Online Dating Executives React to Facebook Dating’s US Launch

Facebook launched its Dating product in the US yesterday, taking many in the industry by surprise and causing Match Group’s stock to tumble 10%.

The country will be Facebook Dating’s 20th international market, after it rolled out across Latin America and Asia earlier this year. The product has been live in neighbouring Canada for several months.

Below, Global Dating Insights has collected comments relating to the launch from around the dating sector.

Leigh Isaacson, CEO of Dig – The Dog Person’s Dating App: “Facebook clearly recognizes the value of connecting daters based on their niche passions and that dogs are already an important aspect of dating culture. Facebook’s recent IP document even references ‘I Love Corgis’ as an example group where people may be interested in making dating connections.

“Most dating app users use 3-4 dating apps at one time, and having Facebook introduce its massive audience to the benefits of niche dating will benefit Dig and all niche dating apps as the pool of potential online daters continues to grow among demographics, geographies, and dog-loving groups everywhere.”

Zackary Lewis, Founder of Say Allo: “We’ve long awaited the day when Facebook Dating would go live in the US.  Their entrance will no doubt come with praise from users who enjoy the ease of connecting through social media, and others who abhor the idea of Facebook becoming further entrenched into their online activity. Now tapping into something that is deeply personal: love. For Americans specifically, the idea of giving more access to user data may be a large obstacle for the social media behemoth to overcome.

“Today’s announcement from Facebook has the potential to turn the social media giant into the largest dating community overnight. That said, we believe that apps like Say Allo that are more niche focused – in our case, on “relationship compatibility” – will always have a place in the dating marketplace for people searching for deeper connections, while maintaining their anonymity from their social media lives.”

Dennie Smith, Founder of Old Style Dating: “It’s not surprising that Facebook is doing this, but I wonder how many will trust them with their ‘love life’ after so much bad press they have had of late.”

Dan Winchester, Co-founder of Scamalytics: “We already see Facebook used extensively by romance scammers in three ways: Firstly they move targets away from dating services and onto Facebook messaging services such as Messenger and WhatsApp, which is where they execute the scam. Secondly scammers use fake profiles on Facebook to add credibility to their cover story. And thirdly, scammers use the main Facebook platform to seek out potential targets, for example by participating in groups.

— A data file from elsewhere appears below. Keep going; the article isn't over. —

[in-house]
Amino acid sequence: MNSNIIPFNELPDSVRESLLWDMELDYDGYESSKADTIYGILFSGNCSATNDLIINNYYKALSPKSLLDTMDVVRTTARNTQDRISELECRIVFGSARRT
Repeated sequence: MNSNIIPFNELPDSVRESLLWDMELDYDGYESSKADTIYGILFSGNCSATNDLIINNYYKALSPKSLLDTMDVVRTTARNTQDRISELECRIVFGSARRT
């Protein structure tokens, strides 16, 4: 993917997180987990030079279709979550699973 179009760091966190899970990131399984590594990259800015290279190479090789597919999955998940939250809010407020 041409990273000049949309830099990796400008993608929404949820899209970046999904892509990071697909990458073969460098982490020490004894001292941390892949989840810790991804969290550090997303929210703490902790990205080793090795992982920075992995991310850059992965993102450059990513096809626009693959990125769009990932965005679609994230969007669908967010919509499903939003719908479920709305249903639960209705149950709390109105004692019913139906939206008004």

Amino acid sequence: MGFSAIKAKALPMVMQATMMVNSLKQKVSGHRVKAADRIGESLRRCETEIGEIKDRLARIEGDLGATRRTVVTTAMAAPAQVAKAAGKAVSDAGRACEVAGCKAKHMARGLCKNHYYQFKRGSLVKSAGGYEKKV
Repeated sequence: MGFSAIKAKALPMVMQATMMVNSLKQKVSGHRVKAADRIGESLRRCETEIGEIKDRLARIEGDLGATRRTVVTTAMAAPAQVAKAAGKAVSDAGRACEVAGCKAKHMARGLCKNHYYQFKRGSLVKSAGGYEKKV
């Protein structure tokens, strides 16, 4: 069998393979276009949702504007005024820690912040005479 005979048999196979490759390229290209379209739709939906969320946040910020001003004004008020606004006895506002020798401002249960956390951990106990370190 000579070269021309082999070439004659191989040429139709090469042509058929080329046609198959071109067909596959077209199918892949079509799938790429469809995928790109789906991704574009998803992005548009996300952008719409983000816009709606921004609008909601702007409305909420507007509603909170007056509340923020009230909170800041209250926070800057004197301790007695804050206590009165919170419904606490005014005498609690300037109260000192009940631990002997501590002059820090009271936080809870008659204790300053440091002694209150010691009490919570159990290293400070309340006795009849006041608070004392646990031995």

“Facebook’s move into mainstream dating has the potential to bring all three areas together: The means for scammers to target and make initial contact with potential victims; the opportunity to tie this in with a Facebook profile to build credibility; and the opportunity to move the victim seamlessly onto an unmonitored and encrypted messaging platform such as Facebook’s WhatsApp. Our view is that Facebook is already failing to keep on top of romance fraud on their existing social networking platform, therefore their entry into mainstream dating could result in a significant increase in romance fraud unless they ramp up their anti-scammer measures in line with the existing dating industry best practice.”


Amanda Bradford, Founder & CEO of The League: “With Facebook Dating we officially welcome in the era of ‘Social Dating’, or what I predict will be the merging of dating networks and social networks. You can see this with Tinder’s launch of their own stories and The League’s Local Groups & Events features that aim directly to replicate core Facebook social networking features. 

“Though Facebook’s business model allows them to offer free dating supported by Advertiser revenue, which obviously reduces friction to adoption, I believe in this next chapter the consumers actually prefer the reverse – to do their social networking in a community that doesn’t rely on advertiser dollars (and excessive user data) to survive, and where listening to the users is actually in the best interest of the company. Why would anyone want Facebook to have any more of a data-monopoly than they already do?! 

“I am bullish that in this new era of increased consumer awareness, dating apps will finally be able to do what they’ve hoped to do for decades past, cross the chasm and become a social network. Tinder and The League are the two I see as the biggest contenders and who have made the most progress towards becoming the next generation’s social network, supported the way it should have been from the beginning – by its users!”

Shahzad Younas, CEO of muzmatch: “With the general toxicity around Facebook when it comes to our personal data, it will surely be interesting to see whether users would be comfortable sharing their most personal aspect of their lives with Facebook. 

“That said, given their huge size, it will just take a very small percentage of their total user base to sign up to FB Dating to make it a large platform in its own right. With muzmatch we are catering to a more specific niche and purpose – generalised dating services such as theirs won’t cut it for our audience.”

Andy Croghan, Sales & Marketing Manager at HubStars: “Facebook Dating launching in the USA will afford a significant increase in volume of users and with it much greater exposure. We have long seen a desire for users to separate their Dating Life from their Real Life Persona for myriad reasons but not least their own safety. This has been demonstrated to us by the persistently low of use of Social login buttons on our services compared to other online services.